Wallwork, Richard. “Artillery in Urban Operations: Reflections on Experiences in Chechnya.” U.S. Army Command and General Staff College, May 10, 2004. https://apps.dtic.mil/dtic/tr/fulltext/u2/a429031.pdf.

Wahlman, Alec. Storming the City: U.S. Military Performance U.S. Military Performance in Urban Warfare from World War II to Vietnam. Denton, Texas: The University of North Texas Press, 2015.

[1] It is important to note that cannon artillery produces both material and psychological effects. The psychological effects are significant within both supported maneuver and enemy formations.

 

[2] Sensor management with counterfire radars and targeting considerations fall outside the scope of this article.

 

[3] United States, Department of the Army, Urban Operations: Army Techniques Publication 3-06 : Marine Corps Techniques Publication No. 12-10B, (Washington, DC, 2015), 3-13.

 

[4] David Kogon, “The Coalition Military Campaign to Defeat the Islamic State in Iraq and Syria AUG 2016–05 SEP 2017,” U.S. Army Campaign History: CJTF–OIR (unpublished, declassified 3 September 2017), 35.

[5] United States, Department of the Army, National Training Center, Field Artillery MDMP Handbook, (Fort Irwin, CA, N.D.), 83-84.

 

[6] National Training Center, 83-84.

 

[7] National Training Center, 83-84.

 

[8] Phillip Karber and Joshua Thibeault, “Russia’s New-Generation Warfare,” Association of the United States Army, May 20, 2016, https://www.ausa.org/articles/russia%E2%80%99s-new-generation-warfare.

 

[9] Gary Sheftick, " Field artillery back to emphasizing 'charts and darts'," The Department of the Army, The Army News Service, 16 July, 2019, https://www.army.mil/article/224630/field_artillery_back_to_emphasizing_charts_and_darts.

 

[10] Alec Wahlman, Storming the City: U.S. Military Performance in Urban Warfare from World War II to Vietnam (Denton, Texas: The University of North Texas Press, 2015), 3.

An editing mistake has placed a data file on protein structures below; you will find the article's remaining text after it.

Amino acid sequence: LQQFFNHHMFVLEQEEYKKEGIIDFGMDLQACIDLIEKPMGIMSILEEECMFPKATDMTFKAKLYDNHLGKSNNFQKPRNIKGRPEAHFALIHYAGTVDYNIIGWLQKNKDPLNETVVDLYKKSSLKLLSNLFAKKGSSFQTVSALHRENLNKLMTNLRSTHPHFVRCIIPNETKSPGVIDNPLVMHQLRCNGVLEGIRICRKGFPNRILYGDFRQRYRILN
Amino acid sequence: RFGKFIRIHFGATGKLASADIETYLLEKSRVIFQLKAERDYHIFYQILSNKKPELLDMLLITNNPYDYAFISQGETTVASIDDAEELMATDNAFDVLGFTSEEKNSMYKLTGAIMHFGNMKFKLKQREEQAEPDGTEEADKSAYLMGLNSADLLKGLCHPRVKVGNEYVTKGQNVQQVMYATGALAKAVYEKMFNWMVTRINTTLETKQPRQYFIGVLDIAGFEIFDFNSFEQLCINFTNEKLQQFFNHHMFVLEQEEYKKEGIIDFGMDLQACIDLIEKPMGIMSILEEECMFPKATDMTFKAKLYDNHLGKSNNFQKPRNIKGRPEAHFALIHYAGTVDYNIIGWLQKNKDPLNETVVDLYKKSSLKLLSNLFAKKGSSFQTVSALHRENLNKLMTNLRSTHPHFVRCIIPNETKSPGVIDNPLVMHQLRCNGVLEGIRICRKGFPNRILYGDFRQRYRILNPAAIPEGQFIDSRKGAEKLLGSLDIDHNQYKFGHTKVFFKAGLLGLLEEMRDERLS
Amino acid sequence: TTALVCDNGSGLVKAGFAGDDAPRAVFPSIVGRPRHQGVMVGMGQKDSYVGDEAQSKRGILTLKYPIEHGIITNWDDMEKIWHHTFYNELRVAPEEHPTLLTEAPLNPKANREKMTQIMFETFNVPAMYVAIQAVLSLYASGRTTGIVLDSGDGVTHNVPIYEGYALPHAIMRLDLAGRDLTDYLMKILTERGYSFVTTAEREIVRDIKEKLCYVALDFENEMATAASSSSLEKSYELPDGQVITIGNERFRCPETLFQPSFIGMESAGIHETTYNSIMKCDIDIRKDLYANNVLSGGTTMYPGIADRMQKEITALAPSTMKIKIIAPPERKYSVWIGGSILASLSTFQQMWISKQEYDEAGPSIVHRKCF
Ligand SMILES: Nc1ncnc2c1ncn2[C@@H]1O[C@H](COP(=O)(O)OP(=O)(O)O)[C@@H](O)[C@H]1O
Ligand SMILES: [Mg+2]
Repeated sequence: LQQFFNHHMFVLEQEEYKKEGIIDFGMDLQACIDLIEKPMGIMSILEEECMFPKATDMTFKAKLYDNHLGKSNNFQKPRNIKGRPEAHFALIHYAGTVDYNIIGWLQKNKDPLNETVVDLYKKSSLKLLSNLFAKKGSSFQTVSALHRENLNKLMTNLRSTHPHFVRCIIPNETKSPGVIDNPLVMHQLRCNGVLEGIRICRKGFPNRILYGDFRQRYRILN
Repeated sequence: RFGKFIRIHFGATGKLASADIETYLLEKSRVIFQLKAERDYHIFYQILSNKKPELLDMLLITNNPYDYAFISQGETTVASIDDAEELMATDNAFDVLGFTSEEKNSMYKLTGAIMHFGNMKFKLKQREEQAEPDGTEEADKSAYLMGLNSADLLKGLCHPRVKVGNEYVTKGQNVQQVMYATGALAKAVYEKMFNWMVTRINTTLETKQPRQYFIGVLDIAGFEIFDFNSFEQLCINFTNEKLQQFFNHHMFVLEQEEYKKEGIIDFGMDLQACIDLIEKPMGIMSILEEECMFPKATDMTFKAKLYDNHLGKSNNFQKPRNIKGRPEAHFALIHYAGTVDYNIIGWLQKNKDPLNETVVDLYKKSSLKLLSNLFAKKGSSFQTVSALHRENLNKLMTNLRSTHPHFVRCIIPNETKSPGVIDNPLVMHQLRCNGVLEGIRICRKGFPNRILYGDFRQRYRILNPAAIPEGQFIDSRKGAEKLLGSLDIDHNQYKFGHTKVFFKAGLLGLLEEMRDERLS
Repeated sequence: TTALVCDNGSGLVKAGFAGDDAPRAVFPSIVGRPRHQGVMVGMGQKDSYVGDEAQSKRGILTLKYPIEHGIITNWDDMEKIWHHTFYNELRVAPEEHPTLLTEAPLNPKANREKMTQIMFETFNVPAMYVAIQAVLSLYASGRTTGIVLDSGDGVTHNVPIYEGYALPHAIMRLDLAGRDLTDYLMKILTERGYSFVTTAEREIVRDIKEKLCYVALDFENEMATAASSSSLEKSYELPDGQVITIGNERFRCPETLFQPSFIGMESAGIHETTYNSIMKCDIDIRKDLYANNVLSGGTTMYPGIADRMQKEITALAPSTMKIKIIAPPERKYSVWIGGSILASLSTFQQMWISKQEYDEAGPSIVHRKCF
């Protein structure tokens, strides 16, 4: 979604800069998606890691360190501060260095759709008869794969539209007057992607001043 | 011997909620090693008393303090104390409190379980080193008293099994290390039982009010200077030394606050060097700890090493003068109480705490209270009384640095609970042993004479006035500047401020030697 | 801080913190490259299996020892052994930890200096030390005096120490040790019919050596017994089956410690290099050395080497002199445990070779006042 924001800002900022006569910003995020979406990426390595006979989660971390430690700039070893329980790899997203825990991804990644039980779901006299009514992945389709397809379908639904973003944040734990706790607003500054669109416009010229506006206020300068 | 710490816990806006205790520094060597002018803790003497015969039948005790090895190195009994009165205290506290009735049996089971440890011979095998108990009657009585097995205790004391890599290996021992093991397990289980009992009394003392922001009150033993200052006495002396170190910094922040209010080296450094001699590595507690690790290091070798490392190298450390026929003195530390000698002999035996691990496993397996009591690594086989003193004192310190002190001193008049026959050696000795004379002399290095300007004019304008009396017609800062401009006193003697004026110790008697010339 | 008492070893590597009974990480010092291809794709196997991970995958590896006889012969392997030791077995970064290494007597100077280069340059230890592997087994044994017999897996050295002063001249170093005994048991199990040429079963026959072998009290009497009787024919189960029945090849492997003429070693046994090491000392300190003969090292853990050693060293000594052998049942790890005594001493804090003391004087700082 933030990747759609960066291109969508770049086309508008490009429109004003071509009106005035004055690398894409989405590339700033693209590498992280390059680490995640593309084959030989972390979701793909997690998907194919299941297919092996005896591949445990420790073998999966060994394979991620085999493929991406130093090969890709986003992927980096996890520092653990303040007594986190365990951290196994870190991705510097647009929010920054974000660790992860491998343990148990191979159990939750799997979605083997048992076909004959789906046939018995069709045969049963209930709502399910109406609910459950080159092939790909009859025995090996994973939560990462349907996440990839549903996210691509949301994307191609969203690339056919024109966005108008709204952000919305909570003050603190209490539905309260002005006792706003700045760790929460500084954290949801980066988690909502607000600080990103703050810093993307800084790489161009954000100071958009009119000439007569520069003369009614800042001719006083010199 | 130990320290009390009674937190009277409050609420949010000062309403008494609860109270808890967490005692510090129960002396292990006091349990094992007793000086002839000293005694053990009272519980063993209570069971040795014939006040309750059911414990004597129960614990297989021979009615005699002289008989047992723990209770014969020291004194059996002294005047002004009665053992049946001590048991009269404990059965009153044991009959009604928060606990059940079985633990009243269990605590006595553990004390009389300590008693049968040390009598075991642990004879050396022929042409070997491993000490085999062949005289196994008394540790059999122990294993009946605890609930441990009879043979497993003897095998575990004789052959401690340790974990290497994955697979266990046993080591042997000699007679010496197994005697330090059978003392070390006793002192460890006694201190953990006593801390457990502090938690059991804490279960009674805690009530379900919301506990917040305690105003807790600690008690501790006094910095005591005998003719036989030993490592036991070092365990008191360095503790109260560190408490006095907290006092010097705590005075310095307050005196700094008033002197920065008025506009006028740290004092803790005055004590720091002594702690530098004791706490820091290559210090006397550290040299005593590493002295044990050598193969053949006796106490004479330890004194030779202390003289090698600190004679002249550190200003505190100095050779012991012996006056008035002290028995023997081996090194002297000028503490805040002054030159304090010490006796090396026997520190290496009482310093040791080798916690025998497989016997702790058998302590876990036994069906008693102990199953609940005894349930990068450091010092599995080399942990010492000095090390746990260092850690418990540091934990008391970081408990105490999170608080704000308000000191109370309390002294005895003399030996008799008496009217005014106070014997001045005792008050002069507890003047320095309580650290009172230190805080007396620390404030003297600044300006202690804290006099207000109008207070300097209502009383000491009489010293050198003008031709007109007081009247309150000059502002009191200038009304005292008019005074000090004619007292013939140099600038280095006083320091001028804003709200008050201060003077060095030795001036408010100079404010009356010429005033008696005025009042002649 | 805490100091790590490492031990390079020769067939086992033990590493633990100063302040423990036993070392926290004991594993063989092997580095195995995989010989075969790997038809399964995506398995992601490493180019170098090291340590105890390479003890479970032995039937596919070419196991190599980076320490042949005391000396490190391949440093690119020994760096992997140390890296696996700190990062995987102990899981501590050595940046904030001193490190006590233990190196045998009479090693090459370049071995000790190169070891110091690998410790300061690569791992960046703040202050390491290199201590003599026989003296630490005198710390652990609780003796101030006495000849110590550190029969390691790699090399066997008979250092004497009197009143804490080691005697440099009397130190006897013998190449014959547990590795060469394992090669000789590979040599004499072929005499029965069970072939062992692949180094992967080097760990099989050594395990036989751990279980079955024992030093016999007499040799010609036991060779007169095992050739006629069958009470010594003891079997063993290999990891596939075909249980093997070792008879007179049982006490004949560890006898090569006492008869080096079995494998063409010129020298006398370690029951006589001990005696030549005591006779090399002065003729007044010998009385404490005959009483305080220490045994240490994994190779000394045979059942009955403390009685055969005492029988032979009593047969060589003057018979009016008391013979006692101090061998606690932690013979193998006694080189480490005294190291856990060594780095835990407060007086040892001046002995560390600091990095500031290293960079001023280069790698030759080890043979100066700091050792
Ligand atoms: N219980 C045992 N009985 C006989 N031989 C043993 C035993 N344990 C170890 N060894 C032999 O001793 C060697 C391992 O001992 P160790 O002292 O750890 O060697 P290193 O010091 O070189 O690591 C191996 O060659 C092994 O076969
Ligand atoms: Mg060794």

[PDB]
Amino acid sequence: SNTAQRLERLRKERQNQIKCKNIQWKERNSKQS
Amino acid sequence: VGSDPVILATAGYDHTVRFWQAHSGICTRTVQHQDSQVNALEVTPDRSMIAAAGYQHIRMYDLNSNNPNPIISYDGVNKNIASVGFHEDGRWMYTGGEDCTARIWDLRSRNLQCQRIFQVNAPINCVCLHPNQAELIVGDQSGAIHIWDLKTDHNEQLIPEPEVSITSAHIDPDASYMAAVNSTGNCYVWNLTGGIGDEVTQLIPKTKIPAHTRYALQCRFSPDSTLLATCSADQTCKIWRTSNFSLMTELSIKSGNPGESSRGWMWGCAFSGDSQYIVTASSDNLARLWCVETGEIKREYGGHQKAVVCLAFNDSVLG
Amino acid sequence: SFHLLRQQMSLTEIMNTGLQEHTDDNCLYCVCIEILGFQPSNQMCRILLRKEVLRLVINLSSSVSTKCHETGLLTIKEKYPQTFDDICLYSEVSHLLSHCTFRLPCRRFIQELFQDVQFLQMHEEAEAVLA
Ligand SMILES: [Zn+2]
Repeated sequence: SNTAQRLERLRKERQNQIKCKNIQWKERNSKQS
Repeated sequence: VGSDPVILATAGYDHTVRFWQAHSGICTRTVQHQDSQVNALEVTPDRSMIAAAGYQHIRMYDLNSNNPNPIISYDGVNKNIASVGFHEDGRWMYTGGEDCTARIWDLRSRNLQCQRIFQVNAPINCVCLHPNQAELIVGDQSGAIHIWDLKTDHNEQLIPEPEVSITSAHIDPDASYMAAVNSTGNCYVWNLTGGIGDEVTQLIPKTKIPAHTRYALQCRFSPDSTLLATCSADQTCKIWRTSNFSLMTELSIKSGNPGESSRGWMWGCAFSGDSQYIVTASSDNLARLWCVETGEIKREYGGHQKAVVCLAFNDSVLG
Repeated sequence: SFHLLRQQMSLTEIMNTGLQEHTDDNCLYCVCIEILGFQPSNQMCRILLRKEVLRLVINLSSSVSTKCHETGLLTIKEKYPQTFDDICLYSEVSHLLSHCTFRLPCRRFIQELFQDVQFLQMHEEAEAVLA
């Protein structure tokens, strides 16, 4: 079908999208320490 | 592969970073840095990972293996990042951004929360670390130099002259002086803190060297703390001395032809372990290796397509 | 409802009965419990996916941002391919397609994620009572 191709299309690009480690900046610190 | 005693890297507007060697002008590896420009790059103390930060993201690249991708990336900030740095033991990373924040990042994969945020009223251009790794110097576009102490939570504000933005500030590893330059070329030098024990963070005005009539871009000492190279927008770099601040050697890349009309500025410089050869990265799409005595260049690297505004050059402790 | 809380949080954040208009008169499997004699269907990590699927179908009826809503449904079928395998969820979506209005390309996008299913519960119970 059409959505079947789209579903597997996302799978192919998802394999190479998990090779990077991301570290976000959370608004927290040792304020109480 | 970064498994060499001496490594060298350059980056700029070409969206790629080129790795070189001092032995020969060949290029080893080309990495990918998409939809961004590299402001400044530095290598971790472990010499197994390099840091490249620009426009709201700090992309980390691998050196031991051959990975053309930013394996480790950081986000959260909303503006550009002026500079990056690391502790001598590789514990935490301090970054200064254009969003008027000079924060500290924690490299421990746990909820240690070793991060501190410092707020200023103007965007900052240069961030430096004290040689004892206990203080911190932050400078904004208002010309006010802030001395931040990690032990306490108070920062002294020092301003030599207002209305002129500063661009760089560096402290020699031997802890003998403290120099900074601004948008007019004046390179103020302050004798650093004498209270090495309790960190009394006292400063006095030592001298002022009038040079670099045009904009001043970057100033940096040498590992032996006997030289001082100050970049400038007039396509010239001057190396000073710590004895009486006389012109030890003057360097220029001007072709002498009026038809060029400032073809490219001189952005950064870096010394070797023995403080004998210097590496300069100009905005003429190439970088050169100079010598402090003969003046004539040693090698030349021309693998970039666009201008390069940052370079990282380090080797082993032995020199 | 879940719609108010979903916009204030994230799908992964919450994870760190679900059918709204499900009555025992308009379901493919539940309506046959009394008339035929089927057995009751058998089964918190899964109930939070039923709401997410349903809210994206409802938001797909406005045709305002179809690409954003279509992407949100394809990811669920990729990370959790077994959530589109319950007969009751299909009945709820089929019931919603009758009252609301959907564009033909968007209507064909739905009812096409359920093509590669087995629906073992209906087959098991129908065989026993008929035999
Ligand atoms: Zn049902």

[11] United States, Department of the Army, Operations: Field Manual 3-0, (Washington, DC, 2017), 2-61.

 

[12] Mike McNamara, “THE 2ND MARINE DIVISION DID A DIVISION EXERCISE AGAINST A “PEER” ENEMY — WHAT HAPPENED? MajGen David J. Furness, USMC,” December 4, 2019, in All Marine Radio, produced by All Marine Radio, podcast, MP3 audio, 1:25:29, http://allmarineradio.com/2019/12/04/the-2nd-marine-division-did-a-division-exercise-against-a-peer-enemy-what-happened-majgen-david-j-furness-usmc/.

 

[13] McNamara, http://allmarineradio.com/2019/12/04/the-2nd-marine-division-did-a-division-exercise-against-a-peer-enemy-what-happened-majgen-david-j-furness-usmc/.

 

[14] Patrick Tucker, “Forget Radio Silence. Tomorrow’s Soldiers Will Move Under Cover of Electronic Noise,” Defense One, July 25, 2017, https://www.defenseone.com/technology/2017/07/forget-radio-silence-tomorrows-soldiers-will-move-under-cover-electronic-noise/139727/.

 

[15] United States, Department of the Army, The Field Artillery Cannon Battery: Army Techniques Publication 3-09.50 : Marine Corps Warfighting Publication No. 3-1.6.23, (Washington, DC, 2015), F-1.

 

[16] Todd South, “A Potential Mobile Artillery Dynamic Duo for the Army: ‘Hawkeye’ and ‘Brutus’”, Army Times, November 6, 2018, https://www.armytimes.com/news/your-army/2018/11/06/a-potential-mobile-artillery-dynamic-duo-for-the-army-hawkeye-and-brutus/.

 

[17] Richard D. Wallwork, “Artillery in Urban Operations: Reflections on Experiences in Chechnya,” U.S. Army Command and General Staff College, (2004): 27.

 

[18] Wallwork, 27.

 

[19] United States, Department of the Army, Combined Arms Operations in Urban Combat: Army Techniques Publication 3-06.11, (Washington, DC, 2015), B34.

 

[20] United States, Department of the Army, B35.  

 

[21] For example, the Hawkeye and the Brutus are both capable of rapid and accurate direct fire.

 

[22] Alec Wahlman, Storming the City: U.S. Military Performance in Urban Warfare from World War II to Vietnam, (Denton, Texas: The University of North Texas Press, 2015), 5.

 

[23] Wahlman, 61.

 

[24] Michael Gordon and Bernard Trainor, Cobra II: The Inside Story of the Invasion and Occupation of Iraq, (New York: Vintage Books), 210.

 

[25] Michael Gordon and Bernard Trainor, Cobra II: The Inside Story of the Invasion and Occupation of Iraq, (New York: Vintage Books), 210.